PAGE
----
Friday, July 1, 2011

Audio Review: The Emerald Atlas

At first glance, John Stephens's The Emerald Atlas seems pretty familiar, with all the classic elements of fantasies like Harry Potter, The Chronicles of Narnia, and Lemony Snicket's A Series of Unfortunate Events. Orphans? Check. Grim orphanage with heartless administrator? Check. Transport to a mystical realm? Check. Cruel villain accompanied by requisite toady? Check. Objects imbued with magical powers? Check. Mysterious creatures, both friendly and fearful? Check and double-check.

It's true that The Emerald Atlas shares a lot of thematic elements that readers of these iconic books will recognize. But there's also a lot of unique twists that make the story wholly individual. For starters, the siblings are far from being waifs in need of rescue. Instead, they learned early on to rely on themselves and it shows, as they take matters into their own hands whenever possible. The three children have very distinct personalities, from caretaker Kate to analytical Michael to scrappy Emma. These qualities lead each of them into circumstances that rapidly escalate beyond their control, and each is faced with situations that test their bonds of loyalty, forgiveness and love.

The villain, too, has shades of the tried-and-true formula, but with a spin all her own. The Countess is more frightening when she is oozing politeness than many other baddies are at their most evil. (Having listened to the audio version, I can tell you that no one could possibly capture this quality better than the masterful Jim Dale.) Naturally the Countess has her sidekick, the secretary named Mr. Cavendish, whose greasy obsequiousness will make your stomach turn. And of course, these two pop up at the worst possible moments, and refuse to be easily dispatched, even by the children's magical allies.

There are a few elements that feel a bit thin -- the magical objects, in this case books; the children who are destined for greatness; the kindly wizard who looks out for our heroes and heroines at great personal risk. But to be honest I don't think kids, or adults for that matter, who are in the mood for an engrossing fantasy epic will mind all of this terribly much. And if the ground does seem a bit well-trod, there's always Stephens' remarkable pacing to keep you moving along (Stephens worked in television prior to turning to books, and it shows). A huge plus for me is Stephens' sly sense of humor. I especially love the housekeeper, Mrs. Sallow, with her snark-infused commentary. The plot drags a bit toward the end, an instance in which listening to the audio was a huge benefit, as Dale's masterful narration keeps it interesting.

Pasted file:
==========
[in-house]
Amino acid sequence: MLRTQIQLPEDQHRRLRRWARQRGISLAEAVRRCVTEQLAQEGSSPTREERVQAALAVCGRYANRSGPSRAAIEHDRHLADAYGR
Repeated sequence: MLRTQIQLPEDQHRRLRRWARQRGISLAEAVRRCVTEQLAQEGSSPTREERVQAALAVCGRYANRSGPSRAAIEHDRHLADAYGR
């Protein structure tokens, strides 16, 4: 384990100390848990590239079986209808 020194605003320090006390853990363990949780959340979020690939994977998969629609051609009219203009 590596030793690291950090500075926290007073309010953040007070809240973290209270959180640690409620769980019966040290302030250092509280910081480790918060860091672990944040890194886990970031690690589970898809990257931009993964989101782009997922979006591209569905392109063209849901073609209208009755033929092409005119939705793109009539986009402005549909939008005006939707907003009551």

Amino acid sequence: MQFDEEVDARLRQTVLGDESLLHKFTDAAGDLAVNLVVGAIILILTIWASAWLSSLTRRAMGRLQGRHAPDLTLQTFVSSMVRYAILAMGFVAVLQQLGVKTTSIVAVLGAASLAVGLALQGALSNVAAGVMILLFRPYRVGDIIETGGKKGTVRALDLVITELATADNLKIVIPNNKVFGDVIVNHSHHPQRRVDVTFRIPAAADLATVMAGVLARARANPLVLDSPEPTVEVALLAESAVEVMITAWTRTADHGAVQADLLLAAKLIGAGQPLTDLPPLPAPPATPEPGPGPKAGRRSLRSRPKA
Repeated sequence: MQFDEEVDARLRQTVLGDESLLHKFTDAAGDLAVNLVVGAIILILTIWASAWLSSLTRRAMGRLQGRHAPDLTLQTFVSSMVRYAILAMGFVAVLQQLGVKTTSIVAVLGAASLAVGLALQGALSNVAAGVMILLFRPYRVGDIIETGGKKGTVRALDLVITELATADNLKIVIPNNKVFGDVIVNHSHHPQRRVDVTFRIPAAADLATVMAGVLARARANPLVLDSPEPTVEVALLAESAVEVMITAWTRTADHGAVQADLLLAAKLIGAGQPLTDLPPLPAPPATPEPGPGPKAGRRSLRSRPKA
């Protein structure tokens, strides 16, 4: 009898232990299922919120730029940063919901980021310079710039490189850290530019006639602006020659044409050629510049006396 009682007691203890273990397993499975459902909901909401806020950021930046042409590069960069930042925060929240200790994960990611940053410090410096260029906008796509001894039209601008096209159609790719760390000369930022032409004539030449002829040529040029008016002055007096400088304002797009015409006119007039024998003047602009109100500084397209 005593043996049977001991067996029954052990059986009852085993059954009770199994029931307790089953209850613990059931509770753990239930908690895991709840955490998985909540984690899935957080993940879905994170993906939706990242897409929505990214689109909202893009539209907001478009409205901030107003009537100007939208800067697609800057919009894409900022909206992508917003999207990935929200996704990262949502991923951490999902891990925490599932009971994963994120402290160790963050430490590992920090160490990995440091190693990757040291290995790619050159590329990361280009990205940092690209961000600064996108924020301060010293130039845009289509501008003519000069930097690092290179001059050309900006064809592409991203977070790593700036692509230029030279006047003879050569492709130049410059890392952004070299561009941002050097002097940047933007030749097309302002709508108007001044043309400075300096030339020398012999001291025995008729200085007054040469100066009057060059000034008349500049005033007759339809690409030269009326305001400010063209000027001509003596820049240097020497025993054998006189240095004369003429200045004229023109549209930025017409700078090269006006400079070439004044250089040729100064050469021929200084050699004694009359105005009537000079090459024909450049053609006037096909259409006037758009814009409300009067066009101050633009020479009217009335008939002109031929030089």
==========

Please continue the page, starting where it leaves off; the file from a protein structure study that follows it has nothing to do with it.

A key point in Atlas is that Kate, Michael and Emma are not really orphans. They believe firmly that their parents will come back for them, and that belief sustains them throughout the course of the novel. At first I worried about how this would all play out, but it becomes clear that their parents did what they had to do for the sake of the children. As an adoptive parent, this plot point provides a perfect opportunity to talk about the difficult choices that birth families make, and why they may elect to place their children in the care of others. Time will tell how Sprout will react to novels like this, with characters who are orphans and struggle with not knowing their birth parents. But I anticipate that this will give us a lot to talk about and to think about, on many levels.

One other thing that occurred to me when listening to The Emerald Atlas -- where are the fantasy epics that feature multicultural storylines? Guess that gives me something to keep looking for.

The Emerald Atlas by John Stephens, audio published by Books on Tape/Random House
Ages 10 up
Sample quote: "His voice and that image -- the tall man silhouetted in the doorway -- would haunt Kate for years, as it was the last time she saw her mother, the last time her family was together. Then the man said something Kate couldn't hear, and it was as if a heavy curtain was drawn around her mind, obliterating the man in the doorway, the light, her mother, everything."
Recommended listening

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